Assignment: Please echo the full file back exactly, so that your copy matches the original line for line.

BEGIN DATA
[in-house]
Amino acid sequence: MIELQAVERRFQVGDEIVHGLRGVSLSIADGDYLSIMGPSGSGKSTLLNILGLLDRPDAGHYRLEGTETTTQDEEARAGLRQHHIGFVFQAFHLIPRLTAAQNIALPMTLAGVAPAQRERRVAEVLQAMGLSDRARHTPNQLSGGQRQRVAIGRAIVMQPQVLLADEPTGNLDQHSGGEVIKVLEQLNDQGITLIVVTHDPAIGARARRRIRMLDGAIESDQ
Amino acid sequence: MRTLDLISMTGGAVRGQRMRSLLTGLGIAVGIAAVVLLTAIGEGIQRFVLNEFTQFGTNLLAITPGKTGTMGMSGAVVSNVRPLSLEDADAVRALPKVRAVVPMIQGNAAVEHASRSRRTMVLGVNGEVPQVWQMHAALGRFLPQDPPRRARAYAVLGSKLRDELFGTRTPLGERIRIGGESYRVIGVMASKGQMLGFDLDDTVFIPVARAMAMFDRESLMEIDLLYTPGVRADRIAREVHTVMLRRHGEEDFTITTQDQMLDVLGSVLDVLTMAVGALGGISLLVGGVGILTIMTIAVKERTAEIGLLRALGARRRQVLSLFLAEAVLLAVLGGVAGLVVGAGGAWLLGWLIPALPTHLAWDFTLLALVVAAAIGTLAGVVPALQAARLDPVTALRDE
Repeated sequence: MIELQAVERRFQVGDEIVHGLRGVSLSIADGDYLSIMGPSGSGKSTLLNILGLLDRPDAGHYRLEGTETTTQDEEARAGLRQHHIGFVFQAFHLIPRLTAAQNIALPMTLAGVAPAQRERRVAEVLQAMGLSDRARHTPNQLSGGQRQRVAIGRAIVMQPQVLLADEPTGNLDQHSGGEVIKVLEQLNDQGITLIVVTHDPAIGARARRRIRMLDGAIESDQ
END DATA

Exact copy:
[in-house]
Amino acid sequence: MIELQAVERRFQVGDEIVHGLRGVSLSIADGDYLSIMGPSGSGKSTLLNILGLLDRPDAGHYRLEGTETTTQDEEARAGLRQHHIGFVFQAFHLIPRLTAAQNIALPMTLAGVAPAQRERRVAEVLQAMGLSDRARHTPNQLSGGQRQRVAIGRAIVMQPQVLLADEPTGNLDQHSGGEVIKVLEQLNDQGITLIVVTHDPAIGARARRRIRMLDGAIESDQ
Amino acid sequence: MRTLDLISMTGGAVRGQRMRSLLTGLGIAVGIAAVVLLTAIGEGIQRFVLNEFTQFGTNLLAITPGKTGTMGMSGAVVSNVRPLSLEDADAVRALPKVRAVVPMIQGNAAVEHASRSRRTMVLGVNGEVPQVWQMHAALGRFLPQDPPRRARAYAVLGSKLRDELFGTRTPLGERIRIGGESYRVIGVMASKGQMLGFDLDDTVFIPVARAMAMFDRESLMEIDLLYTPGVRADRIAREVHTVMLRRHGEEDFTITTQDQMLDVLGSVLDVLTMAVGALGGISLLVGGVGILTIMTIAVKERTAEIGLLRALGARRRQVLSLFLAEAVLLAVLGGVAGLVVGAGGAWLLGWLIPALPTHLAWDFTLLALVVAAAIGTLAGVVPALQAARLDPVTALRDE
Repeated sequence: MIELQAVERRFQVGDEIVHGLRGVSLSIADGDYLSIMGPSGSGKSTLLNILGLLDRPDAGHYRLEGTETTTQDEEARAGLRQHHIGFVFQAFHLIPRLTAAQNIALPMTLAGVAPAQRERRVAEVLQAMGLSDRARHTPNQLSGGQRQRVAIGRAIVMQPQVLLADEPTGNLDQHSGGEVIKVLEQLNDQGITLIVVTHDPAIGARARRRIRMLDGAIESDQ